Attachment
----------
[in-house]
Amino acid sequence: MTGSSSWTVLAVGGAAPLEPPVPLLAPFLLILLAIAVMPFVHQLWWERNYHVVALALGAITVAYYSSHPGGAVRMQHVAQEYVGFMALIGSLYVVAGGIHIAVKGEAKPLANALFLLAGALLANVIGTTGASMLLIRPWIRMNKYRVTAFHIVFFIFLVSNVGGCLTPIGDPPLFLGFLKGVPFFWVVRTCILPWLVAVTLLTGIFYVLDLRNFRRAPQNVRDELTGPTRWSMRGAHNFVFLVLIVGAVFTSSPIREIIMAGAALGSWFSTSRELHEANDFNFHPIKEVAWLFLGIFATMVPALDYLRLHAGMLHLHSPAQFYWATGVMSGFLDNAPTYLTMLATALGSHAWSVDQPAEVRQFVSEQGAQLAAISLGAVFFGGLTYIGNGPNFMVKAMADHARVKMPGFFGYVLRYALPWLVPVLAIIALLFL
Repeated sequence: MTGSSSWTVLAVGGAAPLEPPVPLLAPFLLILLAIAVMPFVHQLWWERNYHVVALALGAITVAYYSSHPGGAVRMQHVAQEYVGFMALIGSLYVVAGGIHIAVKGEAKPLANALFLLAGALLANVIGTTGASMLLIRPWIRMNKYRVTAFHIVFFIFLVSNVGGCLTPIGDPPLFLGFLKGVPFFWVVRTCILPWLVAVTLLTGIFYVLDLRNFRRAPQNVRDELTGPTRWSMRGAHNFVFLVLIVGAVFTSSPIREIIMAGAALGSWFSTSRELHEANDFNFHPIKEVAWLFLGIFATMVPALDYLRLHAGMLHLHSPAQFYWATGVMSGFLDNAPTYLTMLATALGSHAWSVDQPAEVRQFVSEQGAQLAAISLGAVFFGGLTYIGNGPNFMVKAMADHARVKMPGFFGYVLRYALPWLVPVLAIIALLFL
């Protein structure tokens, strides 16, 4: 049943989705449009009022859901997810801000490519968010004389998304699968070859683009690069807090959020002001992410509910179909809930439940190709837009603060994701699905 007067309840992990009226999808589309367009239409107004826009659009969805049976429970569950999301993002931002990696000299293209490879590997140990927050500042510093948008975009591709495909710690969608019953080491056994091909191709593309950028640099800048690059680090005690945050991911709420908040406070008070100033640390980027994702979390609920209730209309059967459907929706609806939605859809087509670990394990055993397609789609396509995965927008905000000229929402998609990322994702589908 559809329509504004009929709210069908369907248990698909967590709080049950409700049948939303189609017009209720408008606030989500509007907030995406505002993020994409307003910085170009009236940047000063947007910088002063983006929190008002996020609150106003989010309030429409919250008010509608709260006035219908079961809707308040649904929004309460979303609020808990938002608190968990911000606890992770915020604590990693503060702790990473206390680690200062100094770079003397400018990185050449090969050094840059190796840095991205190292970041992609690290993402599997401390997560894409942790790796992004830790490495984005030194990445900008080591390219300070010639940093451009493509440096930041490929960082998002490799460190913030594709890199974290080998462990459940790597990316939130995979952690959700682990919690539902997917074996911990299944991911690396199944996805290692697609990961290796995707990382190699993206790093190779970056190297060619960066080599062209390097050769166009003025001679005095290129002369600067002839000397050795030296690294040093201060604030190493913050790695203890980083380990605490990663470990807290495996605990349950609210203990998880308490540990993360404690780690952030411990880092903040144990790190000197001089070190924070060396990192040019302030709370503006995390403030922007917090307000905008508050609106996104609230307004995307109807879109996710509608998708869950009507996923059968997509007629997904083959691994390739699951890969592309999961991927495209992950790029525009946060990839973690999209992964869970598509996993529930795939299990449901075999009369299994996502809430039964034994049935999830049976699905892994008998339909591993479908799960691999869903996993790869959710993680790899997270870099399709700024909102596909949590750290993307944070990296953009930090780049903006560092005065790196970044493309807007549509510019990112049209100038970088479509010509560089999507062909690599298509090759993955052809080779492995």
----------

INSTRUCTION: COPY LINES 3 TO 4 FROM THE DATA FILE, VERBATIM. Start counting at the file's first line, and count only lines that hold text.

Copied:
Repeated sequence: MTGSSSWTVLAVGGAAPLEPPVPLLAPFLLILLAIAVMPFVHQLWWERNYHVVALALGAITVAYYSSHPGGAVRMQHVAQEYVGFMALIGSLYVVAGGIHIAVKGEAKPLANALFLLAGALLANVIGTTGASMLLIRPWIRMNKYRVTAFHIVFFIFLVSNVGGCLTPIGDPPLFLGFLKGVPFFWVVRTCILPWLVAVTLLTGIFYVLDLRNFRRAPQNVRDELTGPTRWSMRGAHNFVFLVLIVGAVFTSSPIREIIMAGAALGSWFSTSRELHEANDFNFHPIKEVAWLFLGIFATMVPALDYLRLHAGMLHLHSPAQFYWATGVMSGFLDNAPTYLTMLATALGSHAWSVDQPAEVRQFVSEQGAQLAAISLGAVFFGGLTYIGNGPNFMVKAMADHARVKMPGFFGYVLRYALPWLVPVLAIIALLFL
């Protein structure tokens, strides 16, 4: 049943989705449009009022859901997810801000490519968010004389998304699968070859683009690069807090959020002001992410509910179909809930439940190709837009603060994701699905 007067309840992990009226999808589309367009239409107004826009659009969805049976429970569950999301993002931002990696000299293209490879590997140990927050500042510093948008975009591709495909710690969608019953080491056994091909191709593309950028640099800048690059680090005690945050991911709420908040406070008070100033640390980027994702979390609920209730209309059967459907929706609806939605859809087509670990394990055993397609789609396509995965927008905000000229929402998609990322994702589908 559809329509504004009929709210069908369907248990698909967590709080049950409700049948939303189609017009209720408008606030989500509007907030995406505002993020994409307003910085170009009236940047000063947007910088002063983006929190008002996020609150106003989010309030429409919250008010509608709260006035219908079961809707308040649904929004309460979303609020808990938002608190968990911000606890992770915020604590990693503060702790990473206390680690200062100094770079003397400018990185050449090969050094840059190796840095991205190292970041992609690290993402599997401390997560894409942790790796992004830790490495984005030194990445900008080591390219300070010639940093451009493509440096930041490929960082998002490799460190913030594709890199974290080998462990459940790597990316939130995979952690959700682990919690539902997917074996911990299944991911690396199944996805290692697609990961290796995707990382190699993206790093190779970056190297060619960066080599062209390097050769166009003025001679005095290129002369600067002839000397050795030296690294040093201060604030190493913050790695203890980083380990605490990663470990807290495996605990349950609210203990998880308490540990993360404690780690952030411990880092903040144990790190000197001089070190924070060396990192040019302030709370503006995390403030922007917090307000905008508050609106996104609230307004995307109807879109996710509608998708869950009507996923059968997509007629997904083959691994390739699951890969592309999961991927495209992950790029525009946060990839973690999209992964869970598509996993529930795939299990449901075999009369299994996502809430039964034994049935999830049976699905892994008998339909591993479908799960691999869903996993790869959710993680790899997270870099399709700024909102596909949590750290993307944070990296953009930090780049903006560092005065790196970044493309807007549509510019990112049209100038970088479509010509560089999507062909690599298509090759993955052809080779492995």